I just want to add that there may be as many as 25% of the population of the United States that benefit personally through this on-going subservience to the 1 in 100,000 (0.001 percenters). True, there are only a few thousand that personally exercise influence and power in this country. But they would soon be exposed and overturned, if they did not have many millions who are willingly committed to defend them, to serve their interests and to suppress whatever dissent that may rise against them. And most of these millions are not stupid: they understand that their better-than-average status depends entirely on their continued allegiance to this hierarchy.

    The “Rubicon” was crossed more than 20 years ago,when William Jefferson Clinton -the “Manchurian Candidate”- turned away from the traditional values of the Democratic Party, and joined with Newt Gingrich to force NAFTA and the WTO upon us. Separately, but for good measure, he transferred dual-use technology over the objections of his own Secretaries of State and Defense, to the Communist Chinese. A couple of years later, the restrictions on the actions of bankers were lifted, so that everything could be monetized, and everything could fall under the control of Financiers.

    I don’t know how many -too few by any count, as it turned out- understood the consequences back then. And because there are so many millions of us who are committed to the way things now are, it really doesn’t matter how many have come to realize what happened to them then.

    1. Without going into detail about the various elements of our society that knowingly support the hierarchy, let me list a few:
      1. The Federal Government Bureuacracy established in and around Washington, DC
      2. The Upper tiers of our Financial Sector: executives and directors of both financial and industrial corporations. And beneath them, the managerial and professional classes that run those organizations.
      3. The U.S. military which plays an essential role in protecting the interests of the New World Order.
      4.Major academia, which promotes globalization and justifies it in return for grants and retainers from the Financial and Corporate sectors.
      5.Major Media, which need the financial support which comes from the Financial and Corporate sectors.
      6.Police Forces and which have been militarized and increased in order to suppress civil protests.
      7. Various charitable organizations and Non-profits which depend upon the gratuituities provided to them by the 0.001 percenters.

      It is not all-inclusive. But you get the idea.

    2. Arthur,

      While I agree, I believe you are looking at effects — not causes. Ownership of the public policy machine produces the benefits you describe; they are the rewards of success. And of course, they make further victories more likely.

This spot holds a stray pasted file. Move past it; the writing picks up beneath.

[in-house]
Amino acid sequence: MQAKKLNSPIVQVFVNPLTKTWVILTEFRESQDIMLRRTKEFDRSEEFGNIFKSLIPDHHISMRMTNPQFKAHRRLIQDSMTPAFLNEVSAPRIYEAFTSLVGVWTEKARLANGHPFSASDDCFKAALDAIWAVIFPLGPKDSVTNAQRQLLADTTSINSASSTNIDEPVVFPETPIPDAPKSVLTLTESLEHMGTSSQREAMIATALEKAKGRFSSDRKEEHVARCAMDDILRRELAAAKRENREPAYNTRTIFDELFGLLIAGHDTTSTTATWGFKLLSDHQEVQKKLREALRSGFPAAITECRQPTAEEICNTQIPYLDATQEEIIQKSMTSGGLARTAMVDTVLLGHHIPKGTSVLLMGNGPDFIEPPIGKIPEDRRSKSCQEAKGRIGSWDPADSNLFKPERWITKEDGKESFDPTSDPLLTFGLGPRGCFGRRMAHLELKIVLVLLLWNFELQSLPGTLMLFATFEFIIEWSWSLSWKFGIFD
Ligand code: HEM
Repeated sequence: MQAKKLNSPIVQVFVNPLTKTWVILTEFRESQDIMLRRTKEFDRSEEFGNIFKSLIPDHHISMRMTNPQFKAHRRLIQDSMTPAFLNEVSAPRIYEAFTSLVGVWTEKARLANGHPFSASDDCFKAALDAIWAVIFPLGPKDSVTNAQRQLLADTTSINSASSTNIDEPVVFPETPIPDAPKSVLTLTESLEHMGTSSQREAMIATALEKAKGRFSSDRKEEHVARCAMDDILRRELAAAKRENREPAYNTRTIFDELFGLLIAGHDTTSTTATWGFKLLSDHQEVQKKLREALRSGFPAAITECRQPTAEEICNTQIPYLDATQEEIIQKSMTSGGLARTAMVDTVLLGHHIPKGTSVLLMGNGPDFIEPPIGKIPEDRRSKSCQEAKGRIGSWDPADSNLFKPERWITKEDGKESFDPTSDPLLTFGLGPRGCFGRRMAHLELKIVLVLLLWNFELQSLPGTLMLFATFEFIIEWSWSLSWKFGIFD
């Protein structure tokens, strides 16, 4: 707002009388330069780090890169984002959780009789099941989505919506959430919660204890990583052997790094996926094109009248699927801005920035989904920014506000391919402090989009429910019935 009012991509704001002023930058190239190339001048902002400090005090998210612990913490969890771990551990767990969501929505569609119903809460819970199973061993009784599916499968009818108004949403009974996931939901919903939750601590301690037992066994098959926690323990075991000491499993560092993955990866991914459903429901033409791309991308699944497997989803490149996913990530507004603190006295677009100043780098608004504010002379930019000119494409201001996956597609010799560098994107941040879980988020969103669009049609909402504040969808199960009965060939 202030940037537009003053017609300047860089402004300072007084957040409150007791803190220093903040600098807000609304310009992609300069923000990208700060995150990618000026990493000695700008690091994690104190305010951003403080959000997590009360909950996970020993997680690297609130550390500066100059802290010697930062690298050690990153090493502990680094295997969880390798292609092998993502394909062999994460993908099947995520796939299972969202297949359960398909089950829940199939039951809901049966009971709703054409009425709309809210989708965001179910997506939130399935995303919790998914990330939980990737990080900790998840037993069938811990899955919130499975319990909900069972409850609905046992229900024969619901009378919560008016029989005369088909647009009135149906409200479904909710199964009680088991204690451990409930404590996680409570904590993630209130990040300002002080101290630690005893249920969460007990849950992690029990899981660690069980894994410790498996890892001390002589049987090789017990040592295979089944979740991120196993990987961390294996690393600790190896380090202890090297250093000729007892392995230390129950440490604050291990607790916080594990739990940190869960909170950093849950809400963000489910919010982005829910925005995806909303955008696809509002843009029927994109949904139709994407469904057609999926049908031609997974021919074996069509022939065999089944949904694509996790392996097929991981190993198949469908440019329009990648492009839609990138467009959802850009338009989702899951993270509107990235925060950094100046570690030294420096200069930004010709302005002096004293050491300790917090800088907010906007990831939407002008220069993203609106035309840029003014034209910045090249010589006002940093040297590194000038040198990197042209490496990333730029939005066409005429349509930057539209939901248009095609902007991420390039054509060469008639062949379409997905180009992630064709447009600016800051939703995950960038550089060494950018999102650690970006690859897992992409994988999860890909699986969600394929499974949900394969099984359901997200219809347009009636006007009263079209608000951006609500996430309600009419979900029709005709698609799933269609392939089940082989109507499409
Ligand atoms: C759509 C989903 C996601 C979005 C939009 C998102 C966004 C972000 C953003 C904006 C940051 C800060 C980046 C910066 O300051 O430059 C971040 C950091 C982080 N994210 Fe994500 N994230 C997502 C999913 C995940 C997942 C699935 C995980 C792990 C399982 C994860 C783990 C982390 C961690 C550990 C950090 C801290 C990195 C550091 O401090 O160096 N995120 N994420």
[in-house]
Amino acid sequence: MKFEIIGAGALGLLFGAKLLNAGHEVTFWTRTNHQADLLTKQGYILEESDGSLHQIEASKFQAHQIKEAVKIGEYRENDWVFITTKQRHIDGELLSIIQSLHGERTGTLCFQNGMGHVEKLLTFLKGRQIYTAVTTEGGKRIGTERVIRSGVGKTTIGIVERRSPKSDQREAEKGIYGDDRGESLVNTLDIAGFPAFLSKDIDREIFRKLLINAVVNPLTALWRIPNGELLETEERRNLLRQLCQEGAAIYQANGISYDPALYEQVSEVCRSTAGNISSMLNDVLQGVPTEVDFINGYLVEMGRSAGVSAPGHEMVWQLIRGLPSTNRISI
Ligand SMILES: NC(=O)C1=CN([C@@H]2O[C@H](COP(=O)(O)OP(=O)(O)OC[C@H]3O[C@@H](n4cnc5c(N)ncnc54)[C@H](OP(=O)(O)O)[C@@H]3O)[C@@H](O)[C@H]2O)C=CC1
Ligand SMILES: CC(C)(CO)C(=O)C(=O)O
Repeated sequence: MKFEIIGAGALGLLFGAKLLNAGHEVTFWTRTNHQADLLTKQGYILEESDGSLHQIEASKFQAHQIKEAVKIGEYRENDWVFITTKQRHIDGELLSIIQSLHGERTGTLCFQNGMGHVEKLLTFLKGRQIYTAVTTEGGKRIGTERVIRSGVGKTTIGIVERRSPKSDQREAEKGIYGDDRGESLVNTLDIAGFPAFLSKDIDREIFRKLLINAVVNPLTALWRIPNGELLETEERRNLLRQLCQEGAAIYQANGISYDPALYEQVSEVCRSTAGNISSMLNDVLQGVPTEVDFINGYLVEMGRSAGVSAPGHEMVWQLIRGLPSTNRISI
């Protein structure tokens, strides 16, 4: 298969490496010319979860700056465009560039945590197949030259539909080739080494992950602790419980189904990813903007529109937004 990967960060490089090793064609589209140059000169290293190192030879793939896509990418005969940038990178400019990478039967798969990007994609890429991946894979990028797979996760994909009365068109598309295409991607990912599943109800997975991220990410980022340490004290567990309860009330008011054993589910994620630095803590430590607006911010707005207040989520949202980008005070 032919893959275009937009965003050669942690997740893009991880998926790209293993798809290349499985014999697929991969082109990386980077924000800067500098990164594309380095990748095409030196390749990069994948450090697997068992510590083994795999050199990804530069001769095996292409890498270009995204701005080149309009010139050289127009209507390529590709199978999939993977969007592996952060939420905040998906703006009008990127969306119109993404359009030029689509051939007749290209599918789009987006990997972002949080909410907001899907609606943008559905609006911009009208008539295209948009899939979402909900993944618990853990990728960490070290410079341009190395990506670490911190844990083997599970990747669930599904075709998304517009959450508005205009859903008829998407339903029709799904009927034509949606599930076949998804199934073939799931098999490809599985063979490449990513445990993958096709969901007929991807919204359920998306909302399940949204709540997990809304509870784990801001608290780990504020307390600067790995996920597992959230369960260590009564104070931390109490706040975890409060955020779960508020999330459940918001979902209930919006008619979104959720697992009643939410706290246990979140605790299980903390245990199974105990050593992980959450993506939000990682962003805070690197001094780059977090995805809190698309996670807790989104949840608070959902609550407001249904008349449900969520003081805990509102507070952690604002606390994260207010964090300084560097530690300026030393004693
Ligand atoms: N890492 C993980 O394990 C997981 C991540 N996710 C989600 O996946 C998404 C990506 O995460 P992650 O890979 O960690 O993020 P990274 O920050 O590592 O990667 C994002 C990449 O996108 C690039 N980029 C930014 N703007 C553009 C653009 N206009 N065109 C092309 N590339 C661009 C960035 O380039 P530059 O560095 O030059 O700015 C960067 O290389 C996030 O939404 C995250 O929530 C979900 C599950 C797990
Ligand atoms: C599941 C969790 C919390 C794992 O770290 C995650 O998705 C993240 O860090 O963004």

The causes are the 1% long-term planning, commitment, and good execution — compared with the American public’s steady disengagement. Winning seldom “just happens”.

  2. The convergence of support for the interests of the 1% doesn’t just affect things like trade policy and fiscal issues, it supports the deep state as you say, presumably because that’s a new way for contractors to make billions, and foreign intervention for the same reason. The creation and defense of markets, plus the extra benefit of billions or trillions for arms manufacturers and military contractors, is the most sensible way to understand US foreign policy over the last seventy years.

    The problem, it seems to me, is that I’m not necessarily ready to vote for a politician that’s going to take away rights even if they oppose the convergence and most people on the right feel the same way about giving people some rights, divide and conquer is used because it works and I’m not sure what the solution is. I think campaign finance reform is the biggest first step because at this point appeasing wealthy interests is practically a necessity to win an election.

    1. zaron,

      “I think campaign finance reform is the biggest first step…”

      We can only guess about such things. IMO looking for specific policy changes is tactically useful, but operationally wrong. Strategy must drive tactics, and the higher level goal imo must be mobilization. Any policy changes require mobilization, otherwise the current trend of decreasing public participation means that the policy trend will be against us.

      For more see http://fabiusmaximus.com/america/political-reform-67124-2/

  3. I agree that these are effects rather than causes. But, a reactionary movement -intended to undo or at least to weaken substantially what the 0.001 percenters have done and are doing in this country- will have to prevail against the entrenched interests and political power of these millions of their “retainers”. This class of retainers were consciously built up and nurtured by the elite just for this purpose,

    That is why I want to make the point that it is not merely the few thousand “puppetmasters” of our country that should be the focus of concern. The tens of millions, that will steadfastly resist populist democratic movements collectively, form the main obstacle, albeit at the behest of the elite.

    As long as the elite makes sure that these millions believe that they are better paid and better cared for by supporting the status quo, and as long as they believe that any change to this status quo could jeopardize their positions and their incomes, their resistance to democratic reforms can be assured.

    1. Arthur,

      I agree on all points! This is a common problem facing political reformers. In 19th C Europe the status quo was defended by the broad party of the “alter and throne” alliance, those giving allegiance to Church and Monarchy — against their own economic interests.

      Reform is never easy. It’s not just that it takes decades, but that it requires people willing to work for success decades later.

    1. Pluto,

      I can imagine scenarios, but the actual event will be contingent on impossible to foresee events. My guess at the most likely would be a repeat of what we have seen, a geopolitical attack or economic bust that our leaders use to blast away the remaining shreds of the Constitutional regime — while, of course, keeping the forms. August was just the “first citizen”, not Emperor.

      Hence my fear that we’re burning away time.